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Rule

Just finished cleaning the glue off my next rod (I'm up to #9 now), a Para 15, and instead of putting on a coat of tung oil as I have been doing, I thought I'd try Danish Oil.  Home Depot didn't have any, but did have Teak Oil.  When I read the can labels about it being good for very dense woods,  and that it cured IN the surface, not ON the surface,  it seemed like the right way to go.  So, I bought a can and tried it. Looks very nice and was easy to use.  Gave the blank a very nice luster and I really like the look.  I'll still likely varnish later, and the can indicated that shouldn't be a problem.

Wondering if others have had an equally satisfactory experience with it, or maybe warnings of yet to be discovered problems, I searched the archive for other references but didn't find much.  So, any you folks have any "heads up" warnings of imminent problems varnishing, or perhaps experience with using only the Teak Oil as a rod finish?  Would it be durable in the long term?  The can also indicate it was for indoor or outdoor use, so it would seem to be OK.  I'm not sure of what it is made up from other than the can indicated it contained mineral oil.  (Ralph MacKenzie)

    I used to give a coat of boiled linseed oil to bamboo rods and only changed about 5 years ago to tung oil.  I had no problems with linseed oil as an undercoat, so I don't see where this would be any problem.  (Bret Reiter)

    I have two wood chairs on my deck that I stripped and then refinished with Teak Oil.  They've spent two summers baking in the central Texas sun and they still look good.  When I refinished those chairs I left some Teak Oil in the bottom of a container to dry out and it dried really darn hard.  

    I was really impressed by how hard that dried residual Teak Oil became and the fact that it's supposed to go into the wood (like you mentioned).  So I used Teak Oil as a first coat on a rod that I made two years ago.  I followed the teak oil with 4 coats of varnish.  It looks fine so far, but that doesn't speak to long-term viability of Teak Oil only approach.   At least the Teak Oil and varnish were compatible.   (Eric Koehler)

Rule

I have done a search for the use of Danish Oil for finishing and not come up with much. Jon McAnulty refers to it as being great when used on a paddle but I cannot find any reference to it being used on a rod. I am trying to postpone, for the moment, investment in further paraphernalia such as a dipping tank and am curious as to whether Danish oil has been successfully used or not. Unfortunately I cannot find a source for Tru-Oil (which would appear to be a possible solution) and am a little wary of using Tung oil without a varnish final coat. Does anyone have any advice on the use of Danish oil. (Stephen Dugmore)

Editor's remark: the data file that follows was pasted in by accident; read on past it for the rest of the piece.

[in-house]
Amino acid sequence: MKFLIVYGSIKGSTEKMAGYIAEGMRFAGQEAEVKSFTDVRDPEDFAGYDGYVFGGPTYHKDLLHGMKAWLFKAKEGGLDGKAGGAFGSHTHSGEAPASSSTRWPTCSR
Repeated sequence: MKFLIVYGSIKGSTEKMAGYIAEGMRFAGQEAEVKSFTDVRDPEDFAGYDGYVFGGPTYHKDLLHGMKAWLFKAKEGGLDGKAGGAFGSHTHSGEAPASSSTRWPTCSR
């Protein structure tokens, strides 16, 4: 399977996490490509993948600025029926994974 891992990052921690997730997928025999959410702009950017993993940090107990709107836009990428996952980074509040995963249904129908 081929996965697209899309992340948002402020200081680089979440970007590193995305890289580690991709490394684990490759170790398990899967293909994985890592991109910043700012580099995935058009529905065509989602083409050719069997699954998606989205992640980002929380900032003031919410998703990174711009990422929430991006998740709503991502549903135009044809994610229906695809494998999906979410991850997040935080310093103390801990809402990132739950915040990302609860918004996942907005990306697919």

There is an oil finish called "Deks Olje", which is used for boats.  It comes in 2 kinds, #1 is for initial sealing and is not glossy at all, #2 is a glossy finish.  Don't know if you'd be able to find a source in your country, but I think it would be worth a try if you can.  Naturally, get the smallest amount you can, a little seems to go a long way.  It may be the finish referred to.  I used it on my bowsprit some years ago, and it worked quite well there.  (Neil Savage)

    Watco makes a product called "Teak Oil Finish" that I found in a local hardware store. The English lettering says that it seals and protects dense woods , but the Spanish version "penetra las maderas densas" means penetrates dense woods. So far I've used it on a real seat and it works well, I think it should work well on bamboo, though haven't tried it.  (Henry Mitchell)

    Tru-Oil is not hard to find.  It is to be found in the gun section of most sporting goods stores.  I tried Danish oil once, but was not impressed.  (Ralph Moon)

    I used it on my last rod as the first coat. However, I followed it up with a varnish covering so I can't comment on its use as a sole finish. The result I obtained with it this way was very good. No complaints.  (Jon McAnulty)

    Thanks for all the replies - already! 'Gunshop' was the vital clue. Unfortunately there is no Walmart where I live (Cape Town, South Africa), but I have managed to find a gun shop which stocks  Tru-Oil.  Will  abandon  Danish oil  as an idea and read/re-read the current thread on Tru-Oil with renewed interest.  (Stephen Dugmore)

Rule

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